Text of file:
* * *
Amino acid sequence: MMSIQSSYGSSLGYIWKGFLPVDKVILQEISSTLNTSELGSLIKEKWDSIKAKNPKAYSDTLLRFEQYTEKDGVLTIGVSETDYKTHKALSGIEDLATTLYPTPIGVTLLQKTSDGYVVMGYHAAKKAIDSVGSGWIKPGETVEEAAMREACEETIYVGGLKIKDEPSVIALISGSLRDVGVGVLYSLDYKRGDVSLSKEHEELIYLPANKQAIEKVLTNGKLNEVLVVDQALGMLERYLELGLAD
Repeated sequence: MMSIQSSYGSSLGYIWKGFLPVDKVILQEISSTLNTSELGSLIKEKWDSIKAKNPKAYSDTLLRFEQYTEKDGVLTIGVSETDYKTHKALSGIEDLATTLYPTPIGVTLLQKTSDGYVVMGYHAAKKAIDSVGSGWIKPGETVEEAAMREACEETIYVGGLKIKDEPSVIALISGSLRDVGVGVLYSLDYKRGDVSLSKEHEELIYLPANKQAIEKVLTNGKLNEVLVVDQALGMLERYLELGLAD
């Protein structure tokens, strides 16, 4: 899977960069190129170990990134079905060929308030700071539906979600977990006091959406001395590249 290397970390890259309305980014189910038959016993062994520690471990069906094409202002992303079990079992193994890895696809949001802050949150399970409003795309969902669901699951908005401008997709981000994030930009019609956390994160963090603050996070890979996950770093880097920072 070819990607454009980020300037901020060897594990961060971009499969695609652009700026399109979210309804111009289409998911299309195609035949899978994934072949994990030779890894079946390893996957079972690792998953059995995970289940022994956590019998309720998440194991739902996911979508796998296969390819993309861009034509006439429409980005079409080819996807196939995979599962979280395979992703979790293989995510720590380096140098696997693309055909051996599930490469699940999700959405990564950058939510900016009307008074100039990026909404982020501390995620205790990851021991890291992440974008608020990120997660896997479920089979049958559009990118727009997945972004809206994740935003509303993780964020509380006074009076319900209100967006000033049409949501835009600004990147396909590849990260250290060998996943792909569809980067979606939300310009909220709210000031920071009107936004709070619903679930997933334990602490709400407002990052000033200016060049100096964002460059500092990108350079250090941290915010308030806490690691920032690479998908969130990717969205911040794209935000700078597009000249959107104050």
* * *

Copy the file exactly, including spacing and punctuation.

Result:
Amino acid sequence: MMSIQSSYGSSLGYIWKGFLPVDKVILQEISSTLNTSELGSLIKEKWDSIKAKNPKAYSDTLLRFEQYTEKDGVLTIGVSETDYKTHKALSGIEDLATTLYPTPIGVTLLQKTSDGYVVMGYHAAKKAIDSVGSGWIKPGETVEEAAMREACEETIYVGGLKIKDEPSVIALISGSLRDVGVGVLYSLDYKRGDVSLSKEHEELIYLPANKQAIEKVLTNGKLNEVLVVDQALGMLERYLELGLAD
Repeated sequence: MMSIQSSYGSSLGYIWKGFLPVDKVILQEISSTLNTSELGSLIKEKWDSIKAKNPKAYSDTLLRFEQYTEKDGVLTIGVSETDYKTHKALSGIEDLATTLYPTPIGVTLLQKTSDGYVVMGYHAAKKAIDSVGSGWIKPGETVEEAAMREACEETIYVGGLKIKDEPSVIALISGSLRDVGVGVLYSLDYKRGDVSLSKEHEELIYLPANKQAIEKVLTNGKLNEVLVVDQALGMLERYLELGLAD
């Protein structure tokens, strides 16, 4: 899977960069190129170990990134079905060929308030700071539906979600977990006091959406001395590249 290397970390890259309305980014189910038959016993062994520690471990069906094409202002992303079990079992193994890895696809949001802050949150399970409003795309969902669901699951908005401008997709981000994030930009019609956390994160963090603050996070890979996950770093880097920072 070819990607454009980020300037901020060897594990961060971009499969695609652009700026399109979210309804111009289409998911299309195609035949899978994934072949994990030779890894079946390893996957079972690792998953059995995970289940022994956590019998309720998440194991739902996911979508796998296969390819993309861009034509006439429409980005079409080819996807196939995979599962979280395979992703979790293989995510720590380096140098696997693309055909051996599930490469699940999700959405990564950058939510900016009307008074100039990026909404982020501390995620205790990851021991890291992440974008608020990120997660896997479920089979049958559009990118727009997945972004809206994740935003509303993780964020509380006074009076319900209100967006000033049409949501835009600004990147396909590849990260250290060998996943792909569809980067979606939300310009909220709210000031920071009107936004709070619903679930997933334990602490709400407002990052000033200016060049100096964002460059500092990108350079250090941290915010308030806490690691920032690479998908969130990717969205911040794209935000700078597009000249959107104050």